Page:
COVID-19 in Children, Pregnancy and Neonates Update
Now open: Certificate Course in Management of Covid-19 by Govt. Of Gujarat and PlexusMDKnow more...Now open: Certificate Course in Management of Covid-19 by Govt. Of Gujarat and PlexusMDKnow more...
Get authentic, real-time news that helps you fight COVID-19 better.
Install PlexusMD App for doctors. It's free.
The novel severe acute respiratory syndrome coronavirus 2 (SARS-CoV-2) pandemic has spread rapidly across the globe. In contrast to initial reports, recent studies suggest that children are just as likely as adults to become infected with the virus but have fewer symptoms and less severe disease.

11 case series including a total of 333 infants and children. Overall, 83% of the children had a positive contact history, mostly with family members. The incubation period varied between 2 and 25 days with a mean of 7 days. The virus could be isolated from nasopharyngeal secretions for up to 22 days and from the stool for more than 30 days. Co-infections were reported in up to 79% of children (mainly mycoplasma and influenza). Up to 35% of children were asymptomatic. The most common symptoms were cough, fever, and pharyngitis. Further symptoms were nasal congestion, rhinorrhea, tachypnoea, wheezing, diarrhea, vomiting, headache, and fatigue. Laboratory test parameters were only minimally altered.

Radiologic findings were unspecific and included unilateral or bilateral infiltrates with, in some cases, ground-glass opacities or consolidation with a surrounding halo sign. Children rarely needed admission to intensive care units (3%), and to date, only a small number of deaths have been reported in children globally.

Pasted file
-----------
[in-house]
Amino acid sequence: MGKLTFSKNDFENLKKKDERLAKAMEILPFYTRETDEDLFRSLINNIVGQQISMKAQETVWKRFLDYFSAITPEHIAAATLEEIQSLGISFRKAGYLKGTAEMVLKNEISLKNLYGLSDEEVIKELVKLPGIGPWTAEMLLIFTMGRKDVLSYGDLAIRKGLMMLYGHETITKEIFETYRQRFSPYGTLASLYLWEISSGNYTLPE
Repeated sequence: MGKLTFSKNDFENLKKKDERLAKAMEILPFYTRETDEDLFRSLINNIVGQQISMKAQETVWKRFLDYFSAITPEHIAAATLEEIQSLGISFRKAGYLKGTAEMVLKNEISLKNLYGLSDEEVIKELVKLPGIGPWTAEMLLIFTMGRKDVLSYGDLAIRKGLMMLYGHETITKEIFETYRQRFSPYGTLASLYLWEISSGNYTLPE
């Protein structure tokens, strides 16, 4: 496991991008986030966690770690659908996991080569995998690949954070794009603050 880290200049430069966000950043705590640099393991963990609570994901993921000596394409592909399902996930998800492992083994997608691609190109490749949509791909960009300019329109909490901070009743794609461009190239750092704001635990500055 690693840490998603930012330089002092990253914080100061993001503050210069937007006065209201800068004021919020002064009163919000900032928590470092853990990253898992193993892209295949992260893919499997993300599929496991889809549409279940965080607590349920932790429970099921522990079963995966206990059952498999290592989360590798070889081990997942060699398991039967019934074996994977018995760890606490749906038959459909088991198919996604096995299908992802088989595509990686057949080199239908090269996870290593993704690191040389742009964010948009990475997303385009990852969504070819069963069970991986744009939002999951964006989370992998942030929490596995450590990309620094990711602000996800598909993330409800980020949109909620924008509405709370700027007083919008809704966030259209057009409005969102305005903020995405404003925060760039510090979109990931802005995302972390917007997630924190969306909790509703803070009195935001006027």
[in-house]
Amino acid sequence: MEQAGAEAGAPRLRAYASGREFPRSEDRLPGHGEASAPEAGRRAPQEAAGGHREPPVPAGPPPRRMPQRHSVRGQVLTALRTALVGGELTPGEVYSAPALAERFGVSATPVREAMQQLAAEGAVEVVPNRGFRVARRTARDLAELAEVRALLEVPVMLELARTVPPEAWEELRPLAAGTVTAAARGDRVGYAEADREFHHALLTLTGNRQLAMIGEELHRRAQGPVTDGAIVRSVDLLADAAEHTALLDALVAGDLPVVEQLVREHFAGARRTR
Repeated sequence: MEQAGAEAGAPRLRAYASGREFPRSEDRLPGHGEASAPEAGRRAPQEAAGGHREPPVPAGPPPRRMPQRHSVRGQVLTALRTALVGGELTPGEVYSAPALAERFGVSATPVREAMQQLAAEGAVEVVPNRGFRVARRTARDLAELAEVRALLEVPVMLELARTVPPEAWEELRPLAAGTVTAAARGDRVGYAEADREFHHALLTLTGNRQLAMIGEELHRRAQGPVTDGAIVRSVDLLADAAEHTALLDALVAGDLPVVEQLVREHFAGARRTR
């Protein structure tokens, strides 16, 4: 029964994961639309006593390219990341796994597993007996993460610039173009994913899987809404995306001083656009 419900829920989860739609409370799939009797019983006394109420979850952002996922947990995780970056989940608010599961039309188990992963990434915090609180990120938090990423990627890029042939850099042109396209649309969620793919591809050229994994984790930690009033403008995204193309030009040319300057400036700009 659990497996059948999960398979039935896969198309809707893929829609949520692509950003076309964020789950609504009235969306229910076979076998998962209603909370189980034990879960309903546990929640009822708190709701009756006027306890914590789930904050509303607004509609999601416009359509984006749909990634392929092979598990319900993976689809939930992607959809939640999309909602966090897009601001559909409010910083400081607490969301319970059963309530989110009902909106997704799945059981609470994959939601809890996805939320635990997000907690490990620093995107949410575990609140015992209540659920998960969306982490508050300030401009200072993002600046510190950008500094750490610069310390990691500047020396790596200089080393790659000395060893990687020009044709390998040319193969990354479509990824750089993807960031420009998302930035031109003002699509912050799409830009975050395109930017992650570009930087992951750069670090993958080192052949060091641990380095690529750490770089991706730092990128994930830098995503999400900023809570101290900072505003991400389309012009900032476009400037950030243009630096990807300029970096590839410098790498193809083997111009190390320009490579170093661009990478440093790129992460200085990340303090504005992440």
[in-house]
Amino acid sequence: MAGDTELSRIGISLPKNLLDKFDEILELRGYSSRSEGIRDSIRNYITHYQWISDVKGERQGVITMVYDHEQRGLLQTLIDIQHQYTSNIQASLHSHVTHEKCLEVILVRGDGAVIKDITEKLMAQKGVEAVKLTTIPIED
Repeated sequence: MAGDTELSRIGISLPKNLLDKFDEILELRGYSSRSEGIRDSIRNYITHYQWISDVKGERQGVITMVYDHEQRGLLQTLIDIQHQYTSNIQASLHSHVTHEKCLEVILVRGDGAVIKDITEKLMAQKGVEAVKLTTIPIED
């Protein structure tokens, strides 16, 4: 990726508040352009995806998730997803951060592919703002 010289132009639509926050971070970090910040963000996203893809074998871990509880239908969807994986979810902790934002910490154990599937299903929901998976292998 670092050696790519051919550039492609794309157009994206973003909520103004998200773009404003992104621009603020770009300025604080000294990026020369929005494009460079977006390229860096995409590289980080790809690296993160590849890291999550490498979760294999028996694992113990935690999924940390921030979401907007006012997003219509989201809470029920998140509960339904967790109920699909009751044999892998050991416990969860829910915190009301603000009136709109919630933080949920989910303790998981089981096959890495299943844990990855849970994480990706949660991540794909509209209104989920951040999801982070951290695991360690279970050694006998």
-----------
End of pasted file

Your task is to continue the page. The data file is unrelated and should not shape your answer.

Maternal SARS-CoV-2 infection during pregnancy in 65 women and 67 neonates. Two mothers were admitted to the intensive care unit. Fetal distress was reported in 30% of pregnancies. Thirty-seven percent of women delivered preterm. Neonatal complications included respiratory distress or pneumonia, disseminated intravascular coagulation, asphyxia, and 2 perinatal deaths. Four neonates have been reported to be SARS-CoV-2 positive despite strict infection control and prevention procedures during delivery and separation of mother and neonates, meaning vertical transmission could not be excluded.

Dr. S●●●●y M●●●●●●●●i and 3 others like this1 share
Dr. R●●●N C●●●●●A G●●●a
Dr. R●●●N C●●●●●A G●●●a Obstetrics and Gynaecology
Very informative article. Thanks
May 16, 2020Like1